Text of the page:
The York County Republican Party in Pennsylvania voted to censure Sen. Pat Toomey (R-Pa.) for his vote Saturday to convict former President Donald Trump during his second impeachment trial.
“For the past four years Senator Toomey sat silently as a hyper-partisan Democrat Congress relentlessly attacked President Trump, impeaching him twice on fabricated charges,” said Republican state Rep. Dawn Keefer, who drew up a resolution to censure—or condemn in an official capacity—the senator.
“Given his recent support of the second unconstitutional impeachment effort against a president who is no longer in office the York County Republican Committee has reached the limits of its frustration,” Keefer wrote.
Toomey announced he would retire at the end of his current term, which expires in 2022.
The committee passed the resolution during a meeting on Saturday. The Epoch Times reached out to Toomey’s office for comment.
Toomey, for his part, explained that he would vote to convict Trump for allegedly inciting violence on Jan. 6 during the Capitol breach because of “all the evidence” that was presented by Democratic House impeachment managers.
“It’s important as a party to be able to distinguish … the terrific successes of this administration, the fact that the president did stand up to and against some bad policies and some bad trends,” Toomey said. “Those things can be true, and it can also be true that his behavior after the election became completely unacceptable.
The Senate acquitted Trump in a 57-43 vote. Seven Republicans joined Democrats in convicting him.
Aside from Toomey, Republican Sens. Richard Burr (N.C.), Mitt Romney (Utah), Lisa Murkowski (Alaska), Bill Cassidy (La.), Ben Sasse (Neb.), and Susan Collins (Maine) voted to convict Trump.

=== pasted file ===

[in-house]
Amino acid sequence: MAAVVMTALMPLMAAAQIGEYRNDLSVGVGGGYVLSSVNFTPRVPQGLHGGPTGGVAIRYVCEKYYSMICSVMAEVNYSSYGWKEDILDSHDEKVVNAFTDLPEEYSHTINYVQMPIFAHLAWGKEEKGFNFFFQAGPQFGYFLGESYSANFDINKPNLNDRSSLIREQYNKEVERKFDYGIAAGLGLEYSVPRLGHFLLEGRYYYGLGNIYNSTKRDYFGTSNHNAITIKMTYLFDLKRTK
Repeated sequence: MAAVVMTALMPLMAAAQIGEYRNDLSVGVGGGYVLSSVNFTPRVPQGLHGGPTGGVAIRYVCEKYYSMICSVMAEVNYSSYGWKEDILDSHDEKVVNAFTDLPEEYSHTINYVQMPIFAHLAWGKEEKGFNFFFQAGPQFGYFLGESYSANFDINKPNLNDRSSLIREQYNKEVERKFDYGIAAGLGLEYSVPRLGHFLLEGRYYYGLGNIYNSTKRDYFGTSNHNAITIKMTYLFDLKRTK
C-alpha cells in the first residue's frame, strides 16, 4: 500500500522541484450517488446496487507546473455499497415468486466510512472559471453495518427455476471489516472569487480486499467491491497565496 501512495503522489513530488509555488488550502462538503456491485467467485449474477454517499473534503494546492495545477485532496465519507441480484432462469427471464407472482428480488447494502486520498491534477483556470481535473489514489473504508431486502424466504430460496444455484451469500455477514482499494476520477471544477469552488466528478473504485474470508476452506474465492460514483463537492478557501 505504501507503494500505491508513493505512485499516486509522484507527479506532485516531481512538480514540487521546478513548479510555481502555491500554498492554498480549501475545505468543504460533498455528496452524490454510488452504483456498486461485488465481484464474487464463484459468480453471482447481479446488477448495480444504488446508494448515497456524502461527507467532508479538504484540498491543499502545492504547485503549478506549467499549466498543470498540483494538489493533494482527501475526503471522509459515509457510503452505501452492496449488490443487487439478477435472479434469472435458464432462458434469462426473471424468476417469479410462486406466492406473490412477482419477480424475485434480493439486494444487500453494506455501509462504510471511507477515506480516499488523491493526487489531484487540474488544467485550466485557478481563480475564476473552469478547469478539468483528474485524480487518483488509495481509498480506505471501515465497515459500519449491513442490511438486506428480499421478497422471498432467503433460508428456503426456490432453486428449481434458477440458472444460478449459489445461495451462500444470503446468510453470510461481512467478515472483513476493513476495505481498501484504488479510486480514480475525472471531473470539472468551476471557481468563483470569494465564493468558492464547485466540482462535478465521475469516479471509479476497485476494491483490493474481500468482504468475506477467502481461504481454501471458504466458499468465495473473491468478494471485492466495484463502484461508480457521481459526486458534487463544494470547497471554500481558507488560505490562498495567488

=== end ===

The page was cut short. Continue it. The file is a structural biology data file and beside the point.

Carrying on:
Cassidy over the weekend also faced blowback from the Louisiana GOP, which unanimously voted to censure him after his vote to convict.
“The Executive Committee of the Republican Party of Louisiana has unanimously voted to censure Senator Bill Cassidy for his vote cast earlier today to convict former President Donald J. Trump on the impeachment charge,” state GOP said in a statement on Saturday night.
“We condemn, in the strongest possible terms, the vote today by Sen. Cassidy to convict former President Trump,” the GOP members added. “Fortunately, clearer heads prevailed, and President Trump has been acquitted of the impeachment charge filed against him.”
The Louisiana senator, who is up for reelection in 2026, wrote an opinion article on Monday morning for The Advocate, saying that he voted because Trump’s speech and claims “were clearly intended to prevent a peaceful transfer of power,” adding that “I took an oath to support and defend the Constitution, and I take that oath seriously. This was, is, and will remain my commitment to you.”
Trump during his Jan. 6 speech called on demonstrators to “peacefully and patriotically” make their voices heard. He later condemned the riots at the Capitol.
The former commander-in-chief’s lawyers said that House managers doctored evidence during the impeachment trial, adding that the impeachment effort was unconstitutional.